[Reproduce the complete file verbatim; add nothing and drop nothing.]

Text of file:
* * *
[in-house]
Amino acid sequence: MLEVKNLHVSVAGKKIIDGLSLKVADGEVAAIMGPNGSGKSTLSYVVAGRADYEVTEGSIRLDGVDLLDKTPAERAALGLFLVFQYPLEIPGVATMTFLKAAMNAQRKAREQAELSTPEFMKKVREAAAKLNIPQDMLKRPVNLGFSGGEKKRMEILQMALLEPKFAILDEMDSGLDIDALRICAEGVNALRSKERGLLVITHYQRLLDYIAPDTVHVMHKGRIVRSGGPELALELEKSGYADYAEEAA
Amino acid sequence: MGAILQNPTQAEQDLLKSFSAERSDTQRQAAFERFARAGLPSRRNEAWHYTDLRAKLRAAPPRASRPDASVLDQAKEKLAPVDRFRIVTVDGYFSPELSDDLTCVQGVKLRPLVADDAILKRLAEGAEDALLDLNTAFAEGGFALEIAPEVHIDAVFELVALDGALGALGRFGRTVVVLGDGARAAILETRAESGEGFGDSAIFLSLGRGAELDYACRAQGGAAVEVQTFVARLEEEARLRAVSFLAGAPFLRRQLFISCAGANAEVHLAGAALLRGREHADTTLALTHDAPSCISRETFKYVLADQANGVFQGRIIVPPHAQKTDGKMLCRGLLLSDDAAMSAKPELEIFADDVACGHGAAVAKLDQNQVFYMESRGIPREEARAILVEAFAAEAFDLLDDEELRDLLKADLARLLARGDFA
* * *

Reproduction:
[in-house]
Amino acid sequence: MLEVKNLHVSVAGKKIIDGLSLKVADGEVAAIMGPNGSGKSTLSYVVAGRADYEVTEGSIRLDGVDLLDKTPAERAALGLFLVFQYPLEIPGVATMTFLKAAMNAQRKAREQAELSTPEFMKKVREAAAKLNIPQDMLKRPVNLGFSGGEKKRMEILQMALLEPKFAILDEMDSGLDIDALRICAEGVNALRSKERGLLVITHYQRLLDYIAPDTVHVMHKGRIVRSGGPELALELEKSGYADYAEEAA
Amino acid sequence: MGAILQNPTQAEQDLLKSFSAERSDTQRQAAFERFARAGLPSRRNEAWHYTDLRAKLRAAPPRASRPDASVLDQAKEKLAPVDRFRIVTVDGYFSPELSDDLTCVQGVKLRPLVADDAILKRLAEGAEDALLDLNTAFAEGGFALEIAPEVHIDAVFELVALDGALGALGRFGRTVVVLGDGARAAILETRAESGEGFGDSAIFLSLGRGAELDYACRAQGGAAVEVQTFVARLEEEARLRAVSFLAGAPFLRRQLFISCAGANAEVHLAGAALLRGREHADTTLALTHDAPSCISRETFKYVLADQANGVFQGRIIVPPHAQKTDGKMLCRGLLLSDDAAMSAKPELEIFADDVACGHGAAVAKLDQNQVFYMESRGIPREEARAILVEAFAAEAFDLLDDEELRDLLKADLARLLARGDFA